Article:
I’m Hurt! How Long Do I Have to File a Lawsuit?
Getting hurt in a personal injury accident can turn your life upside down. When that happens, you might wonder how much time you have to bring a claim. In Wisconsin, if you don’t bring you case in a certain amount of time, you lose your chance to bring the case forever. This time limit is called the statute of limitations.
In Wisconsin, a victim usually has three years from the date of their injury in order to bring a lawsuit against the person that’s responsible. The clock starts ticking on the date that the injury occurs. Other types of cases have different time limitations, but for personal injury cases, a three-year limit applies. If the case is a wrongful death case, the limit might only be two years. A Menomonee Falls personal injury attorney can help you understand what time limitation applies in your case.
You meet the time limitation when you file your case. It doesn’t matter if your case takes longer than the three-year date in order to move through the courts. What matters is that you get your case filed by the deadline. You can work with your Menomonee Falls personal injury attorney to file the case even the day before the statute of limitations runs out.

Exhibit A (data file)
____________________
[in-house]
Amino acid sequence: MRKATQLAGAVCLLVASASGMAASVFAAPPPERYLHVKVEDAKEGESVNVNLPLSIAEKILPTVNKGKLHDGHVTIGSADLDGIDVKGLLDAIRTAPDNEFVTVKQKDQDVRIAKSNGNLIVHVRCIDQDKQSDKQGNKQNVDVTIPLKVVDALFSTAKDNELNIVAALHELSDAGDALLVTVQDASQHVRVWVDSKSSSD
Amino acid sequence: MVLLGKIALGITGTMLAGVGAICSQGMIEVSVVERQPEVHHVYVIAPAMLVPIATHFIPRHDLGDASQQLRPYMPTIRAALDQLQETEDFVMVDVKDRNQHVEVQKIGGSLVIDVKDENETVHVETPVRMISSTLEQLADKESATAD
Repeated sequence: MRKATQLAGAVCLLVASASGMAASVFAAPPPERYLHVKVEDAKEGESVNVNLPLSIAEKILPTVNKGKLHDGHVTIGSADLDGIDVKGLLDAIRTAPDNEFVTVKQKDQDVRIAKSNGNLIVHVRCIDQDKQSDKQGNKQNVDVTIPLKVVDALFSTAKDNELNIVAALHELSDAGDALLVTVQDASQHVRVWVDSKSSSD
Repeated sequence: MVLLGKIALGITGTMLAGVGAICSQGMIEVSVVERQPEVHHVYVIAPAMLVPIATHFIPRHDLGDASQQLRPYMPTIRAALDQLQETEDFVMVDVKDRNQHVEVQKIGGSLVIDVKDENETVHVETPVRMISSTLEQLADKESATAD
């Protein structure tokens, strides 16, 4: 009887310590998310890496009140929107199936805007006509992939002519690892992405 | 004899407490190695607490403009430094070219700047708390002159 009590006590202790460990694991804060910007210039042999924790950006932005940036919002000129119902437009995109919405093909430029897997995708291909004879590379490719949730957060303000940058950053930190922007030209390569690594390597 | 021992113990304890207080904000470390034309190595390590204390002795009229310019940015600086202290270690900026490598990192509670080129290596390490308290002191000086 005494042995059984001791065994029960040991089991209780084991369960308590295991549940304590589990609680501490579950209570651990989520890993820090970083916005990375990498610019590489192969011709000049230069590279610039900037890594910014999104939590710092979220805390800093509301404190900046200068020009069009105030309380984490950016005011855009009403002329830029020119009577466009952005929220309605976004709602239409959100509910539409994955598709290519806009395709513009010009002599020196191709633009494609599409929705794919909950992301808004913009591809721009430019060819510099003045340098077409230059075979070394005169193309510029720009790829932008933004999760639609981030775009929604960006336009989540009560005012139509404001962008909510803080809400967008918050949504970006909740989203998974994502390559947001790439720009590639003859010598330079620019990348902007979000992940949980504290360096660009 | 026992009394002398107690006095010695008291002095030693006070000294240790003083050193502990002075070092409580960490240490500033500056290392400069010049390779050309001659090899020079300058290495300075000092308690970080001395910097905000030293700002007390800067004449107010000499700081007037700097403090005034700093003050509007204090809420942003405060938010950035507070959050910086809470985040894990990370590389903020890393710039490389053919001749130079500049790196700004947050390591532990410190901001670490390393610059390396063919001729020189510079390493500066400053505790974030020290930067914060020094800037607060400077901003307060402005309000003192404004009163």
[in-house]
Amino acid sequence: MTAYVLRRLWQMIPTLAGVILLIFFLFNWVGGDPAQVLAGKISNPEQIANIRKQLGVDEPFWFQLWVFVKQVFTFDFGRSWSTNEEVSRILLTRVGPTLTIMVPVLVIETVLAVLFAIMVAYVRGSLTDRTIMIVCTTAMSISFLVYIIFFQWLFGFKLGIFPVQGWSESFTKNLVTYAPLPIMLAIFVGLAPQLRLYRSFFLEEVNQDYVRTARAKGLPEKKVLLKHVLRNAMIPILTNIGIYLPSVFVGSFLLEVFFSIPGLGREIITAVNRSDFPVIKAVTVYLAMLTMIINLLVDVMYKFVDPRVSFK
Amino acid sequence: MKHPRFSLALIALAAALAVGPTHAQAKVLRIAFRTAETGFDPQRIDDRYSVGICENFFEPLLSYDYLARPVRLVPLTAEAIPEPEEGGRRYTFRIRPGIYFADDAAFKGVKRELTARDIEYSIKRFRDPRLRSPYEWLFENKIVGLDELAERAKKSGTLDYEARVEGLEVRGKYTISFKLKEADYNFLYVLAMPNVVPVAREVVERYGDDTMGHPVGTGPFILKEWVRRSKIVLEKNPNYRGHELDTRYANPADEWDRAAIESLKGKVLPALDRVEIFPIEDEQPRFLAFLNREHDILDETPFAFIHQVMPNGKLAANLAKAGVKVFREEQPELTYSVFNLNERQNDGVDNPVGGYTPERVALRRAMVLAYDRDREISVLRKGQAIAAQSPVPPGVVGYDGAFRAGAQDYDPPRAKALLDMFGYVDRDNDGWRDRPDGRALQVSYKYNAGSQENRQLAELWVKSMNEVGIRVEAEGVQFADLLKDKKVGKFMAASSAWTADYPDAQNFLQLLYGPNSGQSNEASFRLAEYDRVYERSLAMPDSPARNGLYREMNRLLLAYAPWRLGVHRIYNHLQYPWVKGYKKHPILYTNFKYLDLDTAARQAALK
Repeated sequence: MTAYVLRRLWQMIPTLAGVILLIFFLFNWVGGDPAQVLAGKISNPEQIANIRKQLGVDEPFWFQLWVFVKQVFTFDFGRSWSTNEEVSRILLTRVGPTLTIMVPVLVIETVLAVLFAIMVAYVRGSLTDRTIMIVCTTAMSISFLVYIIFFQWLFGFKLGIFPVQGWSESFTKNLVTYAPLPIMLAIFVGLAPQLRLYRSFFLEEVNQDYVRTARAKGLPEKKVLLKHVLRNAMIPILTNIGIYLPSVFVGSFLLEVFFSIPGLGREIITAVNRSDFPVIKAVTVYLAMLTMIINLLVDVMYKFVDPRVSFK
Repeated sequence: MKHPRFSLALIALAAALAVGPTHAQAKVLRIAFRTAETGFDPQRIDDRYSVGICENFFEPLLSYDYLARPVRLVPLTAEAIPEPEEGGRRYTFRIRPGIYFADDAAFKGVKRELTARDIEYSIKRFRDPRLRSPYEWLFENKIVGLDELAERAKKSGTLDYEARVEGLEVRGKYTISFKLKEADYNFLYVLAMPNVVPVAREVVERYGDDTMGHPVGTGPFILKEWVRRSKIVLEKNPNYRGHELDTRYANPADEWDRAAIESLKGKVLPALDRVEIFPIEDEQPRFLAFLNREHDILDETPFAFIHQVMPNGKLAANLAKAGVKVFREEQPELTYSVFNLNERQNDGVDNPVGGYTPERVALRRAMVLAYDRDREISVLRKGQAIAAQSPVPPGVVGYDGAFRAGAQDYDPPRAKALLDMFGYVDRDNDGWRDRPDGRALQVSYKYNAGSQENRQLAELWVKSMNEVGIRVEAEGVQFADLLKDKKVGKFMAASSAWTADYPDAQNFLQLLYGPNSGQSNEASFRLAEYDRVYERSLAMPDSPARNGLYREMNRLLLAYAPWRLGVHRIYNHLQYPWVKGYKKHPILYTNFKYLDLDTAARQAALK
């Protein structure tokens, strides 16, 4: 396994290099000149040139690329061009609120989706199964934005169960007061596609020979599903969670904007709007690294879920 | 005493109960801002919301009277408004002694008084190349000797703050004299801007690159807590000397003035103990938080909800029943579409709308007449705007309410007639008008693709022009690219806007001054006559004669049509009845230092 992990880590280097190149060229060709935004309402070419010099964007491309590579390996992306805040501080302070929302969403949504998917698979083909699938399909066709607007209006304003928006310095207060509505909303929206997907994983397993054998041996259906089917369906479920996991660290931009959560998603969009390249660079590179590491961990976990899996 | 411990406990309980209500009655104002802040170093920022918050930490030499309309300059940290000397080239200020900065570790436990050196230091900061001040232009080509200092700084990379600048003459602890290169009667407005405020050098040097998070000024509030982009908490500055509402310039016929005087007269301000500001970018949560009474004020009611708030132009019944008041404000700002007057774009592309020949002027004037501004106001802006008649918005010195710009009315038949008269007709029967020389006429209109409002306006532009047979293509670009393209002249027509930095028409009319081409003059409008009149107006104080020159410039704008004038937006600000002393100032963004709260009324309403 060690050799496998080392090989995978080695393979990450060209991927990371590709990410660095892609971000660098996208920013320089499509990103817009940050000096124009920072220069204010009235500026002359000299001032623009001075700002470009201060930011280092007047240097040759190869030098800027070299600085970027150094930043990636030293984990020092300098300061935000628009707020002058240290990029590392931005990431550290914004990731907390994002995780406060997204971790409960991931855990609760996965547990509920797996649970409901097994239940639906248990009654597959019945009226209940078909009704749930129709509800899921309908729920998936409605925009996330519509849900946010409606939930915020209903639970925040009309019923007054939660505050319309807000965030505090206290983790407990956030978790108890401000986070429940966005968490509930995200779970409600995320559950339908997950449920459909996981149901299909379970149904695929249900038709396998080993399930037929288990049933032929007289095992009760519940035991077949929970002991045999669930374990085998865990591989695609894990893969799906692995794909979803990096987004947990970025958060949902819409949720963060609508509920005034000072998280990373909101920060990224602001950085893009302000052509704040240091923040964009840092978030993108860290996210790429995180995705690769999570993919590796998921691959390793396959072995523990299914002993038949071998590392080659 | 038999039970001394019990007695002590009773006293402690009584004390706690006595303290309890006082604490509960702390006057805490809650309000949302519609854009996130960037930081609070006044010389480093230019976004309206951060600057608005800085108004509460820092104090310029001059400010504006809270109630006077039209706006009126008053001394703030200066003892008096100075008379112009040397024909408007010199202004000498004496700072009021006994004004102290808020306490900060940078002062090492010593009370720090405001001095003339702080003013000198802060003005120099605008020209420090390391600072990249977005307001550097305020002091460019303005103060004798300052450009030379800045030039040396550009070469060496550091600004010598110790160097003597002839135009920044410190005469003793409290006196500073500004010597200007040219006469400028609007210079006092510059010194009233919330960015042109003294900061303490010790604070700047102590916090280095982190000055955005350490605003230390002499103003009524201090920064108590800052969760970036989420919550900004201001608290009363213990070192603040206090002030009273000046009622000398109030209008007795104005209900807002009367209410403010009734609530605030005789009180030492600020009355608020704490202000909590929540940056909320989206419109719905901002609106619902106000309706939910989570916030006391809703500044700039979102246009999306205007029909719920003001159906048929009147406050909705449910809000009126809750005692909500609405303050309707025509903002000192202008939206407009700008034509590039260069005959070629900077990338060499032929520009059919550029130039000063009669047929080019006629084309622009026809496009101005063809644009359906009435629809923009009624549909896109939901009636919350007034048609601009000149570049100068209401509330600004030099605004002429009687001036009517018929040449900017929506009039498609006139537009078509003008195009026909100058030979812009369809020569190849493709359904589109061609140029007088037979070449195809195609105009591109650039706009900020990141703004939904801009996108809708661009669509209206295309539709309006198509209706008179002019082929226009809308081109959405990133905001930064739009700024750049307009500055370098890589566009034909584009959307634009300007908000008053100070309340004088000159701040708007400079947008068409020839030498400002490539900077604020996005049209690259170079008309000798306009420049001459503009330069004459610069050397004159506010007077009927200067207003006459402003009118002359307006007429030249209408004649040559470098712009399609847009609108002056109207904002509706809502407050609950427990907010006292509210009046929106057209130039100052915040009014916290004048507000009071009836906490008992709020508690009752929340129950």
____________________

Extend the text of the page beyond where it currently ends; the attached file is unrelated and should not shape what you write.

Even if the time limitation runs out, there are limited opportunities to pursue a case. In some cases, you may not realize you’re hurt until long after the injury occurs. If that’s the case, the statue of limitations allows you to bring your case after the statute of limitations lapses. This is called the discovery rule. If the discovery rule applies in your case, a new time limit applies to the case.
You may also be able to work with a Wisconsin criminal attorney to make a police report and request criminal charges against the responsible person. In most negligence cases, this isn’t an option. However, if someone hurts you intentionally, criminal charges may be a possibility. If you’ve been hurt, the attorneys at McLario Helm Bertling & Spiegel S.C. can help you evaluate how the statute of limitations applies in your case.
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